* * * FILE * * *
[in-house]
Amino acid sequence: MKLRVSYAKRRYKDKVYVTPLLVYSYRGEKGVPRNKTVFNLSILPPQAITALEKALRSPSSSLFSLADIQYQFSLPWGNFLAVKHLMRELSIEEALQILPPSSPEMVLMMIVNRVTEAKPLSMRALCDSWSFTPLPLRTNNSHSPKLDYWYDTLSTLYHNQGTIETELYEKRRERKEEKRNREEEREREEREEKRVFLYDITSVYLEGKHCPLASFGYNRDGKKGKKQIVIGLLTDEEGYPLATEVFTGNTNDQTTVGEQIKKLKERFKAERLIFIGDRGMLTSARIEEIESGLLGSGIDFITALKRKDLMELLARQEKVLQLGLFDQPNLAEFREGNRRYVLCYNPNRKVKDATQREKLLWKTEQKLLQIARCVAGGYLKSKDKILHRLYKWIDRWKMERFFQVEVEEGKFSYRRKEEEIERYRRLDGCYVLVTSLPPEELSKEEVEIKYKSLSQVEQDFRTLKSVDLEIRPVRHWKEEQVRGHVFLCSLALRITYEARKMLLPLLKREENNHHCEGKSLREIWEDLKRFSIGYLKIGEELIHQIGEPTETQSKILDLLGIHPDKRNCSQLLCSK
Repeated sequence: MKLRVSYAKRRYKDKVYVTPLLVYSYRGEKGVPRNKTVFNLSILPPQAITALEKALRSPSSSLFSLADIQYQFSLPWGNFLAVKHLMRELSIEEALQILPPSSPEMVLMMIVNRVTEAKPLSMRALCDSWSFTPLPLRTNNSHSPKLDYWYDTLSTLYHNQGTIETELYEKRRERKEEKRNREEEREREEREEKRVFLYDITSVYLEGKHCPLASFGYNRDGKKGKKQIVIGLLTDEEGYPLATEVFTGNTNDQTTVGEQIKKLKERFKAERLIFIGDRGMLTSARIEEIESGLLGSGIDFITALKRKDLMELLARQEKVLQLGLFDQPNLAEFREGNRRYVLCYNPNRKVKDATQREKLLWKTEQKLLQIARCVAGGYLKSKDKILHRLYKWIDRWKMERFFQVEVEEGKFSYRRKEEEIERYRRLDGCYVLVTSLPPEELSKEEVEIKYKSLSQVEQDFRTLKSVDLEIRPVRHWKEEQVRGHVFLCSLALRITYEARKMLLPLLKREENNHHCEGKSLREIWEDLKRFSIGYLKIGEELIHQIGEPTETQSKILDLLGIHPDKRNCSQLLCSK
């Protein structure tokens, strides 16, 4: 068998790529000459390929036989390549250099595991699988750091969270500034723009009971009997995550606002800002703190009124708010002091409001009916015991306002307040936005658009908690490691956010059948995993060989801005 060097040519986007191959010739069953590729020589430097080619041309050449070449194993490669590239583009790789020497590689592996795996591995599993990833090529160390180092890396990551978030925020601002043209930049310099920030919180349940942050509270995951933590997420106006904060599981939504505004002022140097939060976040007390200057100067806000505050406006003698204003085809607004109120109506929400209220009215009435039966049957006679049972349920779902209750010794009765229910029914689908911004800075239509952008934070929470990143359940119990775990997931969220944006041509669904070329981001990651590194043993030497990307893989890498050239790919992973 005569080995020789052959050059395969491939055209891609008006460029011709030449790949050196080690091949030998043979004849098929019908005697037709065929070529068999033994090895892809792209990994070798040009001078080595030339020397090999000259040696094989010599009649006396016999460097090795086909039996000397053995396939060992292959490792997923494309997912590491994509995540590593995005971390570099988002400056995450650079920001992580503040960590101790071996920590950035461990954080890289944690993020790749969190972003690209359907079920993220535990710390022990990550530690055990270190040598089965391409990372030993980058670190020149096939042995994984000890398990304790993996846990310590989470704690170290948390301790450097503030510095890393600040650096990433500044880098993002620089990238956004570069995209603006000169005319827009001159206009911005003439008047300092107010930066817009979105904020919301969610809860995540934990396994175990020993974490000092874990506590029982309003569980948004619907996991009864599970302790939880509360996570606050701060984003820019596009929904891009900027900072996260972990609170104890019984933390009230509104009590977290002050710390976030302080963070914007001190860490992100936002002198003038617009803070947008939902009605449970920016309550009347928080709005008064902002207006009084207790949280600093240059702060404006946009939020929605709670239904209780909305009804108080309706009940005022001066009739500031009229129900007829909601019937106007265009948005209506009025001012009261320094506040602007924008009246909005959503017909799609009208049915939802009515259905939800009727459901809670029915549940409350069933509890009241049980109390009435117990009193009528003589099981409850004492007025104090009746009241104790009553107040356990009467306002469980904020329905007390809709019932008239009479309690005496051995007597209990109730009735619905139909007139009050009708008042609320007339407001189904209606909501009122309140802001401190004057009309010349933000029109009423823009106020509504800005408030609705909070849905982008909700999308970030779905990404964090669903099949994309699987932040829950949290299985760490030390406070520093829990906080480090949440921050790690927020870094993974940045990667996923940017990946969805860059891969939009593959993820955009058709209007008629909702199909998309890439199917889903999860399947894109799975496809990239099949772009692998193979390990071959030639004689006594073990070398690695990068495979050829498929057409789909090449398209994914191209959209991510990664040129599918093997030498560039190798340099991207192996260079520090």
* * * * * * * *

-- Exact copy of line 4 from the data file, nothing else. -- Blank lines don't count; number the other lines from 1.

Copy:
């Protein structure tokens, strides 16, 4: 068998790529000459390929036989390549250099595991699988750091969270500034723009009971009997995550606002800002703190009124708010002091409001009916015991306002307040936005658009908690490691956010059948995993060989801005 060097040519986007191959010739069953590729020589430097080619041309050449070449194993490669590239583009790789020497590689592996795996591995599993990833090529160390180092890396990551978030925020601002043209930049310099920030919180349940942050509270995951933590997420106006904060599981939504505004002022140097939060976040007390200057100067806000505050406006003698204003085809607004109120109506929400209220009215009435039966049957006679049972349920779902209750010794009765229910029914689908911004800075239509952008934070929470990143359940119990775990997931969220944006041509669904070329981001990651590194043993030497990307893989890498050239790919992973 005569080995020789052959050059395969491939055209891609008006460029011709030449790949050196080690091949030998043979004849098929019908005697037709065929070529068999033994090895892809792209990994070798040009001078080595030339020397090999000259040696094989010599009649006396016999460097090795086909039996000397053995396939060992292959490792997923494309997912590491994509995540590593995005971390570099988002400056995450650079920001992580503040960590101790071996920590950035461990954080890289944690993020790749969190972003690209359907079920993220535990710390022990990550530690055990270190040598089965391409990372030993980058670190020149096939042995994984000890398990304790993996846990310590989470704690170290948390301790450097503030510095890393600040650096990433500044880098993002620089990238956004570069995209603006000169005319827009001159206009911005003439008047300092107010930066817009979105904020919301969610809860995540934990396994175990020993974490000092874990506590029982309003569980948004619907996991009864599970302790939880509360996570606050701060984003820019596009929904891009900027900072996260972990609170104890019984933390009230509104009590977290002050710390976030302080963070914007001190860490992100936002002198003038617009803070947008939902009605449970920016309550009347928080709005008064902002207006009084207790949280600093240059702060404006946009939020929605709670239904209780909305009804108080309706009940005022001066009739500031009229129900007829909601019937106007265009948005209506009025001012009261320094506040602007924008009246909005959503017909799609009208049915939802009515259905939800009727459901809670029915549940409350069933509890009241049980109390009435117990009193009528003589099981409850004492007025104090009746009241104790009553107040356990009467306002469980904020329905007390809709019932008239009479309690005496051995007597209990109730009735619905139909007139009050009708008042609320007339407001189904209606909501009122309140802001401190004057009309010349933000029109009423823009106020509504800005408030609705909070849905982008909700999308970030779905990404964090669903099949994309699987932040829950949290299985760490030390406070520093829990906080480090949440921050790690927020870094993974940045990667996923940017990946969805860059891969939009593959993820955009058709209007008629909702199909998309890439199917889903999860399947894109799975496809990239099949772009692998193979390990071959030639004689006594073990070398690695990068495979050829498929057409789909090449398209994914191209959209991510990664040129599918093997030498560039190798340099991207192996260079520090």